As Combine media sessions go, the 2013 version is very much like the NFL Draft: loaded with talented players, but lacking the standout stars of years past. There is no Cam Newton here to defend the concept of athlete as entertainer, no RGIII or Andrew Luck to give us a peek at the league's next great quarterbacks. A fake girlfriend has, so far, made for the most anticipated press conference of the week.
If only there was someone with a little flair, someone promising to break the event's most cherished 40-yard dash record, someone embracing the intersection of fame and future ...
There actually is a player like that on hand, Leon Sandcastle, a man with Jimi Hendrix's afro, Cheech Marin's mustache and Deion Sanders as his alter-ego. He has been called an "ugly Deion Sanders" from a place called Primetime University. Sandcastle delivers a much-needed breath of bravado with his promise to run a 4.2 forty.
Just look at the man's Combine profile:
You can't spell "incredible" without Leon. Part man, part mouthpiece, Sandcastle talks the talk, walks the walk, then talks some more. Simply put: he's a highlight reel come to life. Mind-numbing athleticism. Instincts that would make migrating salmon envious. Wonderlic-approved intellect combined with championship-producing intangibles. Sandcastle has it all. And he likes to let you know it.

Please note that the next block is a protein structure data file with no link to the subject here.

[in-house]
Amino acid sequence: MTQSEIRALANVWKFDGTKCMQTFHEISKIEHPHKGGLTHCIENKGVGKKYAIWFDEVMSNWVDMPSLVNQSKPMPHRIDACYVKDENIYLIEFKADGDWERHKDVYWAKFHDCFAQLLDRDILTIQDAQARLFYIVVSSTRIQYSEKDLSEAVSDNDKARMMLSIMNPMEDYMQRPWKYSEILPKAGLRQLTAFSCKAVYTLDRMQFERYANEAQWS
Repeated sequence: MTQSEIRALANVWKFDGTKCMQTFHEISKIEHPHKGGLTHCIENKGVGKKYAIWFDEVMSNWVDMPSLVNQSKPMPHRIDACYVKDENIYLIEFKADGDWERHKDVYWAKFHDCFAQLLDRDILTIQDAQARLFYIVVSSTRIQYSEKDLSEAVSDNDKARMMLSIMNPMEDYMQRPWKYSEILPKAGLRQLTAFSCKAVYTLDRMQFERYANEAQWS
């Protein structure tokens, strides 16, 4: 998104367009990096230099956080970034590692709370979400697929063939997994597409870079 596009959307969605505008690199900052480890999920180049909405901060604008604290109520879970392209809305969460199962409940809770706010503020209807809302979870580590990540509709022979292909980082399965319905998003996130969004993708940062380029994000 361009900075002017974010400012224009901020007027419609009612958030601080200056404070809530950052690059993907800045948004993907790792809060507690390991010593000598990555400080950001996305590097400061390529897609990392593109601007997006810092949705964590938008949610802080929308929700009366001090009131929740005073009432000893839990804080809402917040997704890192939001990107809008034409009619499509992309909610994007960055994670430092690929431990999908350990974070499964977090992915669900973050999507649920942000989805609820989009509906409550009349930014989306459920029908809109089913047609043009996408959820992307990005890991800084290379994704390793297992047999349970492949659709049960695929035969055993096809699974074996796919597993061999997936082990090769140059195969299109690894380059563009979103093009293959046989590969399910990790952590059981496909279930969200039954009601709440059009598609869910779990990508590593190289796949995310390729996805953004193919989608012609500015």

The media would flock to a prospect delivering lines like that. He would be both hated and loved by fans in the same way Sanders infuriated opponents and was revered by his team's fans. Again, not a huge surprise since the two are one and the same.
Listen to this year's draft hopefuls on the podium drives home just what an outsized role media preparations play in the draft process. Ask players, the oldest of which are 22-years old, about everything from their 40 time to where they fit in the pros, and you get a pretty standard set of answers, all well rehearsed.
Players come to Indianapolis with their futures on the line. Everything they say at the podium will be reported instantly, often without context, and digested for weeks by fans and the media. NFL front offices are reading it too, parsing their own meaning as it relates to draft boards. Dropping even a few spots in the draft order can mean millions of dollars, or even the chance to play in the pros.
Our ability to get information from players has nearly met the demand, but because of that we've taken away a player's ability to be remotely interesting, to be themselves when the lights go on and the phones come out.
If Leon Sandcastle were a real prospect in this year's draft, his predetermined test results would give him that rare ability to say almost anything to the microphones in front of him.
It's all right there in his Combine profile:
No one is 100% sure where he came from. But this much is clear following his now-legendary Combine turn: no one cares. The NFL wants Leon Sandcastle.
The NFL and, more importantly, its fans, do want Leon Sandcastle, not the guy with a 4.2 40 time, but the first-round pick who dares approach the draft process with his personality intact.
More in the NFL: